Demographic Change Is Not Enough

Much has been made since last year's election of demographic shifts in America and their effects on our politics.  Pollsters, pundits, and politicians have all pointed out that the racial, ethnic, and gender makeup of America is evolving.  Soon whites will be just one of a number of minority groups, bringing an end to the politics of fear and resentment on issues of race, sex, gender, and secularism, which has been used so successfully by conservatives to resist economic egalitarianism.  While angry white males and cultural conservatives still retain much political power, especially in Congress, and while they appear hell-bent on maintaining that power by disfiguring democracy through vote suppression and electoral college manipulation, the power of demographics in the long run is like the power of flowing water to wear away rock.  It thus appears that reactionary politics may have peaked, with the worst now past.  Progressives can be hopeful that the changing face of the country will lead to positive policy change in the long run. This is undeniably a good thing.

Political change is often demographic, when growing aspirations and influence by marginalized demographic groups lead to demands for inclusion, as the civil rights, feminist, and LGBTQ movements have been demonstrating for the last 40 years.  One kind of demographic change that is very important is generational change, when an influx of young people into politics generates new ideas, new energy, and new political will for reforms to ensure their future.  Youth movements have been critical in creating political change since the second half of the 20th century at least, with the protests of the 1960s the most famous example.  History is full of other examples of political reform or revolution triggered by generational change, including America's own founding generation; today, youth movements are a key part of the Arab Spring, of protests in Eastern Europe, and of demands for change in China.

I hope that the demographic shifts in America do ultimately lead to real political change, especially on climate change, for American political institutions have become so sclerotic that they seem thoroughly resistant to any other force for change.  They are not responsive to the will of the people: no matter what happens in our national, state, or local elections the same bad basic policies and processes continue unimpeded.  Polls for years have shown that while people have bought into the conservative media's dislike of the term "liberal," on most matters of substance they support liberal positions.  Furthermore, they want good government, meaning that they want politicians to implement effective policies for the public good, and to do so in an effective and timely way; the fact that they are not getting this is the source of our political legitimation crisis. So this demographic trend is positive, for it seems that America cannot change any other way.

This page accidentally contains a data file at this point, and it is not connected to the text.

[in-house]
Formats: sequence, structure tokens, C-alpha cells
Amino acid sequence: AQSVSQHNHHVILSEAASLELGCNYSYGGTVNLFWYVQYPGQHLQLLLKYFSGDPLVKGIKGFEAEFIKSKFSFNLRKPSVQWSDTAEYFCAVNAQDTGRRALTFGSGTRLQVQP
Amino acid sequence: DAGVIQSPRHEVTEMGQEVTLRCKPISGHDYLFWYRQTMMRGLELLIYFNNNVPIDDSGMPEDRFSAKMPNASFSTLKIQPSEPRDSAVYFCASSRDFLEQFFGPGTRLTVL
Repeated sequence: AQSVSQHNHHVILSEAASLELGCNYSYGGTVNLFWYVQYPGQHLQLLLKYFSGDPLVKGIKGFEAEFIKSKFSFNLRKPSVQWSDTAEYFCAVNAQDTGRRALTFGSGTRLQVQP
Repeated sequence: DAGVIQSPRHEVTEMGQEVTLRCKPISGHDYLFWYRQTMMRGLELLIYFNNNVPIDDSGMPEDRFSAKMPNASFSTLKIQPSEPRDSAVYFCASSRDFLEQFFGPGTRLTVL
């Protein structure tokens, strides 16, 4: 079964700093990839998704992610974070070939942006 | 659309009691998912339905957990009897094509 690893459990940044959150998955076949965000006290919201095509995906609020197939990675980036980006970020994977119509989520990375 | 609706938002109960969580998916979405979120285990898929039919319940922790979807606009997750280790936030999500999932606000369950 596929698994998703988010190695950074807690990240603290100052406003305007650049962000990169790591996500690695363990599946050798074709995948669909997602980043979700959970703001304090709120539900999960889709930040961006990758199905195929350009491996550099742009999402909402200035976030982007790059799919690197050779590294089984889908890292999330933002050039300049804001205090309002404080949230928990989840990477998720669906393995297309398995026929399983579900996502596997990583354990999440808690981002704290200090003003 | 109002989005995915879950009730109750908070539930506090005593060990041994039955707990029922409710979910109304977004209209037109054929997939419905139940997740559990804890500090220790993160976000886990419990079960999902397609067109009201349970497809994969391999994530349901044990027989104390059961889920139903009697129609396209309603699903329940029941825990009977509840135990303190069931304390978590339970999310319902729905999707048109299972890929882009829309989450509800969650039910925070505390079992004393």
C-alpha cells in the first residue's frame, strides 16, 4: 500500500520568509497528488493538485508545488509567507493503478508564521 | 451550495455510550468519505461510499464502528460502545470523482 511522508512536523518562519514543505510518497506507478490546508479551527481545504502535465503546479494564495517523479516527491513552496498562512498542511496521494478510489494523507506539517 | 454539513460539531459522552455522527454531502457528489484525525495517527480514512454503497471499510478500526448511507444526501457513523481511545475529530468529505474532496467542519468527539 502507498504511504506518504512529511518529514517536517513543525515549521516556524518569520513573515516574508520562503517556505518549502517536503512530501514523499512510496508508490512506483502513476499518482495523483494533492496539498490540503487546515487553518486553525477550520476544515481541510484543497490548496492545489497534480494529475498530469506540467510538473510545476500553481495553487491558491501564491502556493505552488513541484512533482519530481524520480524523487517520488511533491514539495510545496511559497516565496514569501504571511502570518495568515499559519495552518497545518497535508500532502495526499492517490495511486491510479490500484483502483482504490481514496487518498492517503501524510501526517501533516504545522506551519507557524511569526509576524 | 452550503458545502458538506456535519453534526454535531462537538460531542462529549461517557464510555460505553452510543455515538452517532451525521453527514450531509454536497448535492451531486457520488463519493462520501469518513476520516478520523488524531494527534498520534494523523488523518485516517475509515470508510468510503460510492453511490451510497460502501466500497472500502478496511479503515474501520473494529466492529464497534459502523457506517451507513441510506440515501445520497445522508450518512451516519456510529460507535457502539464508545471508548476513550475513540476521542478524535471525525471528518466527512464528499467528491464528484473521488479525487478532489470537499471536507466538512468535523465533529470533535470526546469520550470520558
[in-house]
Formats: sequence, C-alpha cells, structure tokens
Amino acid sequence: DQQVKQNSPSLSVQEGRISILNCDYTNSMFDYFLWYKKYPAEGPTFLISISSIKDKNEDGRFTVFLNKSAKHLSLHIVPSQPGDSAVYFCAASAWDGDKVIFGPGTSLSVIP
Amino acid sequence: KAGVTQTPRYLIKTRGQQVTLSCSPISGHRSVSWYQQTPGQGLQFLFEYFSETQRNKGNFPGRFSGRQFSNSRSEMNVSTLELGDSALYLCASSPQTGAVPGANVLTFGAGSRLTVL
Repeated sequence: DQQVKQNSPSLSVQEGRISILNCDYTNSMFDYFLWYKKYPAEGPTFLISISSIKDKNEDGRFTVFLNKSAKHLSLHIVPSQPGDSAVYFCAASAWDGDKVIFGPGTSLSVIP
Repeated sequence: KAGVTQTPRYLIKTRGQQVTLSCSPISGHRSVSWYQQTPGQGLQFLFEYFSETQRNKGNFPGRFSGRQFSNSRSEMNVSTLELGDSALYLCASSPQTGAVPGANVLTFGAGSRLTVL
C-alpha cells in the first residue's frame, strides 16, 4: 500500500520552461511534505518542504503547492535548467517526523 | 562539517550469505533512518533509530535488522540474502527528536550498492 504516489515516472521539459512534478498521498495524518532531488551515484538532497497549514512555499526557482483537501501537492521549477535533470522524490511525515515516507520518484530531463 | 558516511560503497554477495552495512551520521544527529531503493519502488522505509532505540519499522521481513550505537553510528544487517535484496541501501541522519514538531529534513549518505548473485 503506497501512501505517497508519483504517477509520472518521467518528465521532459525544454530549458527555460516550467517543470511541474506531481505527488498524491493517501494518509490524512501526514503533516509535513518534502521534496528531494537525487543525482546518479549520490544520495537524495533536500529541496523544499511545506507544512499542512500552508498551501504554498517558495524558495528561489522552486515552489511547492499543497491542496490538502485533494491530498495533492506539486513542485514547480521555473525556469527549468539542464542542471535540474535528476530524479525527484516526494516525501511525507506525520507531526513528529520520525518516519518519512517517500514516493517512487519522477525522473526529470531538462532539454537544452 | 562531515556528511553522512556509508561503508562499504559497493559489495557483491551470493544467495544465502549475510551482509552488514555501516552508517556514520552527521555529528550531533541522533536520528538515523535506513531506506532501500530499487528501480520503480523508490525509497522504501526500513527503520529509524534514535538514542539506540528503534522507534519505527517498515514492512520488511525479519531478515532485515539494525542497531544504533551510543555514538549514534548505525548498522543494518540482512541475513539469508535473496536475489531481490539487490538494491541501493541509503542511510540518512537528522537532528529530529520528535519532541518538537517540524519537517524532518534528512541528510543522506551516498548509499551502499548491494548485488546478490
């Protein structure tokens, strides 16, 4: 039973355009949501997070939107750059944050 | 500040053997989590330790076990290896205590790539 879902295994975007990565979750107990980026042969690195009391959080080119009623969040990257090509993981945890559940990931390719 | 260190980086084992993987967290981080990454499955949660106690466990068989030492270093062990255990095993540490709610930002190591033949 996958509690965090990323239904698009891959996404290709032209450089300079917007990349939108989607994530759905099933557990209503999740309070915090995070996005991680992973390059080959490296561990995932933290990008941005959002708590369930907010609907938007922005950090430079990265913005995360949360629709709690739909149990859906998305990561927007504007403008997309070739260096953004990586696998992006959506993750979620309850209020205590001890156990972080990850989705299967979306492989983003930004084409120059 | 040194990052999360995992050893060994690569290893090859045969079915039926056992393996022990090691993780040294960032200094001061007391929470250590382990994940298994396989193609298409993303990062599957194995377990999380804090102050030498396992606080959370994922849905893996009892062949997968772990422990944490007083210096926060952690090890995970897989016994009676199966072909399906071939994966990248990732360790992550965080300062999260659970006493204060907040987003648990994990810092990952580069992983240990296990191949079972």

But that itself is a problem.  Progressives should not get too comfortable with demographics alone.  Despite the positives of the current trends, change should not come this way only, for the fact that it does is undemocratic and slow.  There are several problems with reliance on demographic change: 1. It is contingent, a product of arbitrary historical forces.  What if the demographic trends were going in the opposite direction.  Would liberals be happy then?  2. It is not a result of democratic choice; change is coming about because of social forces, not deliberation.  3. While it is true that in political systems rapid or revolutionary change can easily go awry, our system has gone too far in the other direction: it is thoroughly unresponsive to any real change, especially democratic, electoral change.  Politcal change should come through elections that reflect the experience and deliberations of the public, and which result in really new and different policies, if the public so wills it.  4. Demographic and generational change is too slow: having to wait for a new generation to exert its influence allows injustices to persist.  In the past mass numbers of African-Americans, women, LGBTQ persons, and other groups have endured oppression and exclusion for their entire lives while waiting for the political system to grant the rights and inclusion that they were due.  As the saying goes, justice delayed is justice denied.  Additionally, the glacial pace of political change in our system is far to slow for the environment to bear: we must act soon on climate change in order to avoid catastrophe.

In short, while demographic trends are going in a positive direction, the discussion of them in the media highlights the dysfunctional sclerosis on our system, and relying on generational change prolongs injustice and is likely to be too little, too late for the biosphere.  Instead, we should insist time and again that our political institutions be altered to make them more responsive and democratic until that sinks in to both the public at large and the elite.

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